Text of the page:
Breakfast is the best meal of the day, and maybe even for your special day
Compiled by R. Legault
Are you a morning person? Looking for a unique wedding twist? Consider a brunch reception. Be it a sunrise ceremony, your passion for breakfast, or a way to get a jump on your honeymoon, a brunch reception can be a delicious, low-key, and inspired choice.
TIMING IS IMPORTANT
A brunch reception usually takes place between 11 a.m. and two p.m. If you’d like it to be more of a breakfast, nine a.m. is usually the earliest starting time to consider. Your caterer should suggest serving juices, coffee, and cocktails along with some light, fruity nibbles before moving onto the main course, to avoid overwhelming guests who may still be wiping sleep from their eyes. Then, of course, there’s coffee, dessert, and wedding cake. Brunch is best served buffet-style or as a seated meal (or a combination of the two.) The other alternative is a cocktail brunch, where guests enjoy passed delicacies hors d’oeuvres-style (think scrambled egg tartlets and mini French toast) and cocktails (such as mimosas, Bellini’s, champagne, and punch) as they stand and chat, cheer, and celebrate.
FESTIVE OR FORMAL
Morning naturally sets a more mellow tone. A brunch can still be festive (think brightly colored flowers and mimosas), but it’s probably not going to contain any rock star-style partying. Satisfy friends and family with a bountiful buffet and fresh juice bar. Fancy a formal atmosphere? Go for fine china, champagne, and a three-course meal. Also consider the time of year. If your big day falls during leaf-turning season, choose an ideal space where windows frame the colorful mosaic of gold and red hues. Planning a winter wedding? Consider a cozy brunch by a roaring fire. A tented springtime soiree in an English garden is a beautiful way to celebrate nature. When choosing a brunch spot, remember to see it during the time of day you are planning your reception—ask yourself, is it dark and depressing due to a lack of windows? Does the sun beat down during the day, making the temperature inside boiling? It’s important to see all of the room’s blemishes.
A brunch is one of the most cost-effective receptions you can have: Brunches aren’t necessarily less expensive. Plan on paying $20 to $85 per head, depending on the menu and the site you choose. Your liquor costs will be much lower than an evening affair (guests drink less alcohol in the morning); you won’t have to shell out money for a band (although a string quartet is always nice in the early morning hours); and oftentimes reception sites are less expensive to rent in the daytime.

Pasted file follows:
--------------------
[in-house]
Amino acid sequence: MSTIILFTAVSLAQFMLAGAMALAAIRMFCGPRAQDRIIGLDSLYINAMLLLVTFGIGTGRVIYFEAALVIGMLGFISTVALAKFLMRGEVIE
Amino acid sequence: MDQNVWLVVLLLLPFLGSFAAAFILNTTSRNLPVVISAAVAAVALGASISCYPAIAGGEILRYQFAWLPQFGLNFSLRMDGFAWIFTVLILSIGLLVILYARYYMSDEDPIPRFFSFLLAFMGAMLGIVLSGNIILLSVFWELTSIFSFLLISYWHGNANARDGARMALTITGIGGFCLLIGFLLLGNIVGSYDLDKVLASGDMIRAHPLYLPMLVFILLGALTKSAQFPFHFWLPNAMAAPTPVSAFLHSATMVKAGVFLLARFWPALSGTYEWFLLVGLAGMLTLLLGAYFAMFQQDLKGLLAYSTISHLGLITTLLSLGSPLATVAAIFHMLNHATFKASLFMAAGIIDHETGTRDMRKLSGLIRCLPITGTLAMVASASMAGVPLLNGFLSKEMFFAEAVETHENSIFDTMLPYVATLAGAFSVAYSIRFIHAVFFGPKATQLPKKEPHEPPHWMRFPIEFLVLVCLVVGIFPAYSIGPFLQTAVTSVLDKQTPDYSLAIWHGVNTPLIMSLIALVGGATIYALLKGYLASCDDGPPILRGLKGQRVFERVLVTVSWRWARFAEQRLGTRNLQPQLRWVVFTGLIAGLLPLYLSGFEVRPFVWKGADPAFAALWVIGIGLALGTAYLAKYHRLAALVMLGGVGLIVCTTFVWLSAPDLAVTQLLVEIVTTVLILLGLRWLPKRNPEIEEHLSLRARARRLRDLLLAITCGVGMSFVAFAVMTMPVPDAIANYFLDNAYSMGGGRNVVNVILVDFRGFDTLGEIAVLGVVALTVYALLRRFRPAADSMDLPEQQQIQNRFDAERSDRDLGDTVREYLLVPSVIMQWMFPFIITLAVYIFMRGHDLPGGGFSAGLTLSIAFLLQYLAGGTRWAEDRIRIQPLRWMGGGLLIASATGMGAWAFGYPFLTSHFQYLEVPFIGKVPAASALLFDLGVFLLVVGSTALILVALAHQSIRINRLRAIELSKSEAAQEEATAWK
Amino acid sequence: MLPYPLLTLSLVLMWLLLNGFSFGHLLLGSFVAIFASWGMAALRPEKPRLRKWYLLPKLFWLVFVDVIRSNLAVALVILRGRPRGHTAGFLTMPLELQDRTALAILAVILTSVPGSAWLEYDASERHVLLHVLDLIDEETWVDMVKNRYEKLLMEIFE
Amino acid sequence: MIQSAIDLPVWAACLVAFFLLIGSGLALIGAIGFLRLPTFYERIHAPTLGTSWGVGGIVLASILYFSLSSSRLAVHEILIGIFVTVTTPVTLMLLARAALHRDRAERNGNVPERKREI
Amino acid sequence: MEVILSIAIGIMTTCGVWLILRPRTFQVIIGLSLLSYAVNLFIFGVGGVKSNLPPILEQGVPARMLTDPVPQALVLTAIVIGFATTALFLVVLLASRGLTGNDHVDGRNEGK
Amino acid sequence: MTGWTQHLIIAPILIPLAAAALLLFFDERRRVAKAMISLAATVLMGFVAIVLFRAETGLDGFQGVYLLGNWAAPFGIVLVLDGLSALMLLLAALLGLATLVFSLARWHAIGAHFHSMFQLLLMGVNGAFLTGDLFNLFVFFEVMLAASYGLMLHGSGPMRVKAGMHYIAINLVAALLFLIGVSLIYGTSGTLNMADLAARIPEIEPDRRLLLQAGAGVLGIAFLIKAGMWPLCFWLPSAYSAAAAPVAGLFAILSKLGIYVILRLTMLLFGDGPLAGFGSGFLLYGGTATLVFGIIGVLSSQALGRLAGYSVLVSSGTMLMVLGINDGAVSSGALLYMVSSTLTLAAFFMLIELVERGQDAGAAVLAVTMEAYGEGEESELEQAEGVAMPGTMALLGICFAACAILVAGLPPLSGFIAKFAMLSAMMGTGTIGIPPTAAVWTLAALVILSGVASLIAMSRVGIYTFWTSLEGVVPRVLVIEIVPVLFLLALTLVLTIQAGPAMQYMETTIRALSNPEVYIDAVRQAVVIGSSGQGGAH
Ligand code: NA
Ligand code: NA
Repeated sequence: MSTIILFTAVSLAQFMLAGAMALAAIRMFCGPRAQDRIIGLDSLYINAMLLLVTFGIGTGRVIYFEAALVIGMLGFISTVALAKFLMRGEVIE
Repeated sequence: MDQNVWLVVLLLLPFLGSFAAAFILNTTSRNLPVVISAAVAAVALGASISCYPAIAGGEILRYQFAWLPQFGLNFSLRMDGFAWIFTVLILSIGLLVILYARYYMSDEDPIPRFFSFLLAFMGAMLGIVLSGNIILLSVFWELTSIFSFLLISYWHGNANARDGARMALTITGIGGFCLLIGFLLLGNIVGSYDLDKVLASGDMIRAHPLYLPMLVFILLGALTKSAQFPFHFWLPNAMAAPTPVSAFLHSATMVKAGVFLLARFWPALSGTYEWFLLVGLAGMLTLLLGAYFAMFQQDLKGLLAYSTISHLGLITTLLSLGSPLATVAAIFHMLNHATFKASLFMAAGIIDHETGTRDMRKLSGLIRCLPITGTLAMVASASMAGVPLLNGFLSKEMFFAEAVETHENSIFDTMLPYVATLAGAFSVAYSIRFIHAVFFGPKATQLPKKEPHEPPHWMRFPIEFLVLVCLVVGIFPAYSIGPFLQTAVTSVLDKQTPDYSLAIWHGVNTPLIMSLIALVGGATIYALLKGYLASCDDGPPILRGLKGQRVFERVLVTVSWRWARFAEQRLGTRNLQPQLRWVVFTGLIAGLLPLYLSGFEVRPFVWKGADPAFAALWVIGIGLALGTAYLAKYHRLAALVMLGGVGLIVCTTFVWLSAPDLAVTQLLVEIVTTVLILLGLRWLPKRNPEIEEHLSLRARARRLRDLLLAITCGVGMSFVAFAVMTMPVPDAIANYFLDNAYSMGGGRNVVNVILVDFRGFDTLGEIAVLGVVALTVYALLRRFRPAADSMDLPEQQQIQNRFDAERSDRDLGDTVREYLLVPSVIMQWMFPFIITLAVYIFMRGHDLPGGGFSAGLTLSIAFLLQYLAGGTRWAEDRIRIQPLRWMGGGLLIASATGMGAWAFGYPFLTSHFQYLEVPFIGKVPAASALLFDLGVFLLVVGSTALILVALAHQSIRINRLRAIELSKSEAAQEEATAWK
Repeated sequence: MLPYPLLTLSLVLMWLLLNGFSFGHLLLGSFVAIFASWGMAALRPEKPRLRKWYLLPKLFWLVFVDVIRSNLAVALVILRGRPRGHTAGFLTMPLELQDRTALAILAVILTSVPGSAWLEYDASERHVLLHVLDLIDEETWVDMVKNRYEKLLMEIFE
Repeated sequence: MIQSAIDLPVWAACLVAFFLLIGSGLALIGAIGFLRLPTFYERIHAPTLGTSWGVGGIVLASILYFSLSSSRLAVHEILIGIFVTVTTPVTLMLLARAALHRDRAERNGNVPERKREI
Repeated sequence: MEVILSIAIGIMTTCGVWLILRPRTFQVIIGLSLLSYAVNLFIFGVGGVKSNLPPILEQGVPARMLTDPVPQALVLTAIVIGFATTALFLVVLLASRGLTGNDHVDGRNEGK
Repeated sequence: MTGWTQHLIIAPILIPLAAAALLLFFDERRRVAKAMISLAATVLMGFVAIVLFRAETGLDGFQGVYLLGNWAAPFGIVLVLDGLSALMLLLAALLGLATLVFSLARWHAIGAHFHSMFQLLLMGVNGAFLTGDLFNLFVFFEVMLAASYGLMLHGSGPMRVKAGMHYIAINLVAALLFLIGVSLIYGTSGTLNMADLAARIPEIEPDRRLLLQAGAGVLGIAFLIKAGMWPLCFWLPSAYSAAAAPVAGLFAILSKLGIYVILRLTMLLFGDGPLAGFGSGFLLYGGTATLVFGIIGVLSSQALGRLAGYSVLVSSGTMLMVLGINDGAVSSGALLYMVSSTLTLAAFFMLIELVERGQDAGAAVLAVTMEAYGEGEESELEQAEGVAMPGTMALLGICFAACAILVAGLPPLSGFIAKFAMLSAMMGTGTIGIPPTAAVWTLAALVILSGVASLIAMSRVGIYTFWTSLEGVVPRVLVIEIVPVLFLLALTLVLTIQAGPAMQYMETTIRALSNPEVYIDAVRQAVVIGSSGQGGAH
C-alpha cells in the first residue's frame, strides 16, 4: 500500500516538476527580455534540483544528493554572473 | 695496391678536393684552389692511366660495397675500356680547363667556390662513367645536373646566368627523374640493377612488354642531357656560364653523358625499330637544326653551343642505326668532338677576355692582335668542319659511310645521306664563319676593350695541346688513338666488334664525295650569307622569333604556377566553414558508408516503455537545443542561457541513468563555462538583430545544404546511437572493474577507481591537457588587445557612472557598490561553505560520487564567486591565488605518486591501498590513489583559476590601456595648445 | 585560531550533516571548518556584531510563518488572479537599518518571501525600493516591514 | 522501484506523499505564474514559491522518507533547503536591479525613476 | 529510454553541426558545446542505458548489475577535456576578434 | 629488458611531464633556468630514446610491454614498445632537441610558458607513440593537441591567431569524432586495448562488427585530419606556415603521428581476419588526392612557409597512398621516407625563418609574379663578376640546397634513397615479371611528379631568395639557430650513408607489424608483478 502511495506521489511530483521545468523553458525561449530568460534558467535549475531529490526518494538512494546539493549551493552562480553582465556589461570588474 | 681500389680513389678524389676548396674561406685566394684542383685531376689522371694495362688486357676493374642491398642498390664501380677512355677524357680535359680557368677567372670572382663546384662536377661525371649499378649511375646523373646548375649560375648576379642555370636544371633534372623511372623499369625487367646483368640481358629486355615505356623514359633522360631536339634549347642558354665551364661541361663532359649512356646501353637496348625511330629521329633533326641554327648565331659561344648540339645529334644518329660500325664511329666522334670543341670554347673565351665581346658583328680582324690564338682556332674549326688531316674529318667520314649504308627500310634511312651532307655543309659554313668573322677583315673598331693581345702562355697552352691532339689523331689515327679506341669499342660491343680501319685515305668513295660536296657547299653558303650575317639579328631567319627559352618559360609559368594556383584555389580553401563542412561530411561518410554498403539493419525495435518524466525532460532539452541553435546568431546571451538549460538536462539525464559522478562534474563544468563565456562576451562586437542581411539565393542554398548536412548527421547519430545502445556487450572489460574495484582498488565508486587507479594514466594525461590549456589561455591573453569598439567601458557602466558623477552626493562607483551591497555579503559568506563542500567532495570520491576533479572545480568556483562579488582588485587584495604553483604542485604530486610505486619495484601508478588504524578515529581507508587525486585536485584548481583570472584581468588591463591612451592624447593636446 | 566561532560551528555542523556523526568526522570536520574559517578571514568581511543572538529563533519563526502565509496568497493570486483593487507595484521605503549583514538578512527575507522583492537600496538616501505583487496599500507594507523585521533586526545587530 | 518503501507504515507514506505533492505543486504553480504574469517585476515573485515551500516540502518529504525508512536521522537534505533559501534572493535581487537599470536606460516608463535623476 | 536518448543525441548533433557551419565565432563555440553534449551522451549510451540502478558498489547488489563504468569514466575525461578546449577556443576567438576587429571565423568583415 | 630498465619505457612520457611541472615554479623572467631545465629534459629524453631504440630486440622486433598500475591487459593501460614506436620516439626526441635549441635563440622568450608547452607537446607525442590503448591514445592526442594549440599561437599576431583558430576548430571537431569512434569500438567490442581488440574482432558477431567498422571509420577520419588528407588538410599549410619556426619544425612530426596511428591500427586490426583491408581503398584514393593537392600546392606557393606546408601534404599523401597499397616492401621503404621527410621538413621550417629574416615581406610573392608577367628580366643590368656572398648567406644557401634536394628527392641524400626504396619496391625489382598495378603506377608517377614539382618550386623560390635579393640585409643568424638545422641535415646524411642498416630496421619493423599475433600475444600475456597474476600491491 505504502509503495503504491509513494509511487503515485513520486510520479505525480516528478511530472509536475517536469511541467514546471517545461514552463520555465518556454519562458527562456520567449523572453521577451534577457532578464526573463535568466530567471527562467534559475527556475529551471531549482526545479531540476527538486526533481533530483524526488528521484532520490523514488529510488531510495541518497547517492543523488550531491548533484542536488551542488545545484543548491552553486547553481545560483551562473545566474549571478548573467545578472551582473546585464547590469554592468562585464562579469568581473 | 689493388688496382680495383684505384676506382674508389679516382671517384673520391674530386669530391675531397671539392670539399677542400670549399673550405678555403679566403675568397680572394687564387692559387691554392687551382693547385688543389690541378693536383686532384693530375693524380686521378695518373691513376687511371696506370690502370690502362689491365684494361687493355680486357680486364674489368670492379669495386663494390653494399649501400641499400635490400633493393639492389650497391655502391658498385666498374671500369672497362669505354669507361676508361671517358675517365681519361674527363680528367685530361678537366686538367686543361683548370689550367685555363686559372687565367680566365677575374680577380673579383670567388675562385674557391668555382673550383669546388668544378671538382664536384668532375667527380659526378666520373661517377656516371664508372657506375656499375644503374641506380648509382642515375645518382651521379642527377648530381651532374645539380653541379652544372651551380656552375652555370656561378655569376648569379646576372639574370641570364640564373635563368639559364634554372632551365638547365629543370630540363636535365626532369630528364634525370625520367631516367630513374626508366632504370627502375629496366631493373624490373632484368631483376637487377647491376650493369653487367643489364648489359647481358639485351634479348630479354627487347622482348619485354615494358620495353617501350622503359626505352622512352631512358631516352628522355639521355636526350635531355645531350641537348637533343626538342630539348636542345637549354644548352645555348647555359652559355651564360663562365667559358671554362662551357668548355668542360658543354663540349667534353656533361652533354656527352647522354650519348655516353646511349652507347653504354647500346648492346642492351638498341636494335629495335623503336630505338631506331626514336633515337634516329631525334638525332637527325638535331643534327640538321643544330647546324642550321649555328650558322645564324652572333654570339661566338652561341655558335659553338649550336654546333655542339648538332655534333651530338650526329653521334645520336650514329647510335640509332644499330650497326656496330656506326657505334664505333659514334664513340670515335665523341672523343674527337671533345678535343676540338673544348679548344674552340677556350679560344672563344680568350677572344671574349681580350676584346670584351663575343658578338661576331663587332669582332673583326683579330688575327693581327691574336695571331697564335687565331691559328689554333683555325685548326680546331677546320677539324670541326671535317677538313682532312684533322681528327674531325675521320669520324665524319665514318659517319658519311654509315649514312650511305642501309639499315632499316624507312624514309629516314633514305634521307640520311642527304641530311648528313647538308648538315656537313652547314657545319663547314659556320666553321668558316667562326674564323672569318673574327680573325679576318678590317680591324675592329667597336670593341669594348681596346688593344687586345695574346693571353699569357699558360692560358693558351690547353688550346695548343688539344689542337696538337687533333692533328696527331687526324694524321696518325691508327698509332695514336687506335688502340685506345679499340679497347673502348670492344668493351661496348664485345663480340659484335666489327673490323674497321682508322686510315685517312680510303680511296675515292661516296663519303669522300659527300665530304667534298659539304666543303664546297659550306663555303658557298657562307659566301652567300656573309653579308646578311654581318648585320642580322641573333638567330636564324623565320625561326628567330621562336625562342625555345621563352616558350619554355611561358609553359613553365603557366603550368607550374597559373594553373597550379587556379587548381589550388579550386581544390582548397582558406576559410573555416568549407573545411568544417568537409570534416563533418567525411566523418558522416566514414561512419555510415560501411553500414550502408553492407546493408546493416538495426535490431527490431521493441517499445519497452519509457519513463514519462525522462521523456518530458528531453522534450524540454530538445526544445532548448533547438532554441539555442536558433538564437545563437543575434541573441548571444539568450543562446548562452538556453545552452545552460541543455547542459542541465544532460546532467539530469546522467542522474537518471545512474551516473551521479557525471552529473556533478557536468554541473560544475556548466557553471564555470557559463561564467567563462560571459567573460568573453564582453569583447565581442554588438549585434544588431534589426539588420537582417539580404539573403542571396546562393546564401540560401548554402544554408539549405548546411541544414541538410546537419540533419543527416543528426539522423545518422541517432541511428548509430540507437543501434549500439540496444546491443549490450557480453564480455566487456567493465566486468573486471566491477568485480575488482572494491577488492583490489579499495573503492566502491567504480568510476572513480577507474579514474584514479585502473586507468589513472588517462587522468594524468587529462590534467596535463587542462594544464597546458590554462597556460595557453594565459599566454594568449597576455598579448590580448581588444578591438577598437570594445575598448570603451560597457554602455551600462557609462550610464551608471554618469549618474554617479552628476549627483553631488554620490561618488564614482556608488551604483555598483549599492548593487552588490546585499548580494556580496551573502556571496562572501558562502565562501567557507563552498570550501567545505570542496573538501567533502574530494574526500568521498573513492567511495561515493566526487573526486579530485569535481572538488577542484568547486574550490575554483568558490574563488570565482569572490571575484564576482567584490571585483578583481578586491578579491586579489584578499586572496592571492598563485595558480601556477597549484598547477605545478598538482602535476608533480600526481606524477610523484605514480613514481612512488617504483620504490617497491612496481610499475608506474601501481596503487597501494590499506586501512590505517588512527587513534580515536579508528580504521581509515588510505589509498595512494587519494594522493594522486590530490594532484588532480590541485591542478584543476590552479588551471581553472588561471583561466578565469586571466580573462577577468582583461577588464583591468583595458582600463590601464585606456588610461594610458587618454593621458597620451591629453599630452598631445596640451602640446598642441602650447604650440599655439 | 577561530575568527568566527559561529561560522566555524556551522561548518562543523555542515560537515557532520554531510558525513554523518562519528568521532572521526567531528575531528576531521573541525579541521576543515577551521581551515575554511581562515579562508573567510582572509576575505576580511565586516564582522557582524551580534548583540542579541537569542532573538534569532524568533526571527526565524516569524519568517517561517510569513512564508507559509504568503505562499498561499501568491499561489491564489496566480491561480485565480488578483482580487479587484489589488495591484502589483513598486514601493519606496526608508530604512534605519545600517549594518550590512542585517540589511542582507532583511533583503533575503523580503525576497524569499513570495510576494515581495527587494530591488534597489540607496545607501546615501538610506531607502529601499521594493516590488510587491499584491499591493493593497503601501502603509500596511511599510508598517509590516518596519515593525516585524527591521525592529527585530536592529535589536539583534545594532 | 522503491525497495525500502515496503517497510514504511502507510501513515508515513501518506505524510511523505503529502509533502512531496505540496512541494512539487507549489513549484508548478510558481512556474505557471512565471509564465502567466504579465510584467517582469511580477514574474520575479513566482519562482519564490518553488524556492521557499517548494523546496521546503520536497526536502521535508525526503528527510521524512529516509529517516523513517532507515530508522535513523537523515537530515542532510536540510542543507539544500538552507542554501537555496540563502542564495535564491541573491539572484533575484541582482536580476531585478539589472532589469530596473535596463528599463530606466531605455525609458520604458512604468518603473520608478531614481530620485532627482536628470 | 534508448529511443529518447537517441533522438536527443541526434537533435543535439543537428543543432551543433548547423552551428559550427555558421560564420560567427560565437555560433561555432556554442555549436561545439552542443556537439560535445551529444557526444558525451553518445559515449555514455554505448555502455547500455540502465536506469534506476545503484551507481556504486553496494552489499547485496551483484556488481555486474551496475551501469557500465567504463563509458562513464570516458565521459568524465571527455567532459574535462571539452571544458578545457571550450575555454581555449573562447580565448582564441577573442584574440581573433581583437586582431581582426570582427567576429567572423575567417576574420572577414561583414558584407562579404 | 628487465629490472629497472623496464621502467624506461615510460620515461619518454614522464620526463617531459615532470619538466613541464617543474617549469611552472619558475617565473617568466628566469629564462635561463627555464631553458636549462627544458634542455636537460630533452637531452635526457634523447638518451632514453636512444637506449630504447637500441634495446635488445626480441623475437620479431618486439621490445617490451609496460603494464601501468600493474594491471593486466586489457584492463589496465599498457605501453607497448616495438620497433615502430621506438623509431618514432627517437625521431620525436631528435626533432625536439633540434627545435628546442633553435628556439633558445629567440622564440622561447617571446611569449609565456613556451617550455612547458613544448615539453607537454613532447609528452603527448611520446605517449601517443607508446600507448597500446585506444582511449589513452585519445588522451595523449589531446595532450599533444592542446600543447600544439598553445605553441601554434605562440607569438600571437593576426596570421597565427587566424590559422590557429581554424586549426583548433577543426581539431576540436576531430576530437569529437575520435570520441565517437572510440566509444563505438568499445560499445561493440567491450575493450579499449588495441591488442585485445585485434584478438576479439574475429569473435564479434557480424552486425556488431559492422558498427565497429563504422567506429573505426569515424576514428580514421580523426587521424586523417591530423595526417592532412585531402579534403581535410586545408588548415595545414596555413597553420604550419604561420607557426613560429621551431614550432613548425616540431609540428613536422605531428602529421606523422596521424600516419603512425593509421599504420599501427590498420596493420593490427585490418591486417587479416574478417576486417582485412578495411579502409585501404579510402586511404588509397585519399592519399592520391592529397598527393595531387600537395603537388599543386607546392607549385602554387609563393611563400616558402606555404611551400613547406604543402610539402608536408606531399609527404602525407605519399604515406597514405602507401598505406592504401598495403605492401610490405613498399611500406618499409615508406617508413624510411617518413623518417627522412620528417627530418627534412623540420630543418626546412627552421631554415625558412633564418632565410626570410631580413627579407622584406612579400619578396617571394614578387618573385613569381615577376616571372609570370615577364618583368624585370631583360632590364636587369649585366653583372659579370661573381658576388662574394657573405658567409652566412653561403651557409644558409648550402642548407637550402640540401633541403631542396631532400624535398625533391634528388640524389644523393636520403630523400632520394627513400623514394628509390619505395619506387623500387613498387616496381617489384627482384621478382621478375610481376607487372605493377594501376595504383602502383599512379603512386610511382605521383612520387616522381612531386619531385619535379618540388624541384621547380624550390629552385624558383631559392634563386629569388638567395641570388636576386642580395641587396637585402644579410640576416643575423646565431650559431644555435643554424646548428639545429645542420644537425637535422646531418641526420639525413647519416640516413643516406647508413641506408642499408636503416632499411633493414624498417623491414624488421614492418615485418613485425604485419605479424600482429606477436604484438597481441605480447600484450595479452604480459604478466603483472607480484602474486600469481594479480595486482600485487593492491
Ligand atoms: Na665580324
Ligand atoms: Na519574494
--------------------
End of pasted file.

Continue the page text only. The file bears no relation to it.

Frittatas, an Italian vegetable-and-egg dish are all the rage. “The frittata feels lighter, yet substantial, without being rich. It’s full of vegetables so it appeals to the health conscious and can be prepared with delicious cheese and herbs. If you don’t want the eggs, grilled veggies are a tasty alternative for many establishments and catering companies. Smoked things are another hot item.
And we’re not just talking about salmon, but tuna bacon and salmon bacon, smoked tuna and smoked meats, and even smoked vegetables, which are great for late morning or early afternoon. Asian foods are also popular for a brunch bash, as well as dim sum. Some caterers are serving up familiar foods with a twist. Grilled chicken salad wraps, open-face sandwiches made on homemade dill sponge bread, and smoked salmon wraps instead of the traditional bagels and lox. Another hot trend is food stations, a lively (and less crowded) alternative to the standard buffet. One recent brunch reception we heard about featured an omelet station, a French toast station, and a crepe/pancake station with various toppings and syrups.
When planning the menu, be certain to have more than just a fruit salad as the only vegetarian or healthy offering. These days, with so many people watching their cholesterol and fat intake, scrambled eggs with cheese and sausage shouldn’t be the only dish on the buffet table. Consider fruit yogurt, egg-white omelets, gourmet pizza, poached salmon, vegetable tarts, grilled veggie sandwiches, and salad nicoise.
To add a little flair, think beyond the ordinary. Instead of muffins and croissants, think orange scones and walnut banana bread.
Can you serve wedding cake in the morning? Sure, why not? You may opt for a lighter cake, such as carrot, lemon, angel food cake, or cheesecake, rather than a heavy fudge-covered cake. Or cut into a Mexican wedding cake—a lighter confection made with nuts and powdered sugar. Another way to lighten up the mid-day wedding cake: Top it with fresh fruit.
Go light on the liquor—it may not even be noon! If you’d like to serve wine, consider offering it after some food has been eaten. And don’t forget morning-time cocktails like Bloody Mary’s, mimosas, and screwdrivers, mint juleps, punch, tequila sunrise (grenadine, tequila, and orange juice), Bellini’s (fresh sliced peaches or peach juice and sparkling wine or champagne) or champagne with a few raspberries dropped in. And, of course, include delicious non-alcoholic breakfast beverages such as coffee (think American, cafe au lait, espresso with lemon zest, cappuccino, Thai iced coffee), tea (think black, green, mint, spiced, chamomile, Earl Gray, English breakfast), fresh juices (watermelon, papaya, grapefruit, or a grapefruit/orange/cranberry blend), hot chocolate (Mexican, cinnamon, marshmallow-drenched), and fruit smoothies (blueberry, banana, strawberries mixed with apple juice or non-fat yogurt.) For a southern affair, think iced tea with lemon, peach tea, fresh strawberry or watermelon lemonade, and raspberry ginger ale punch.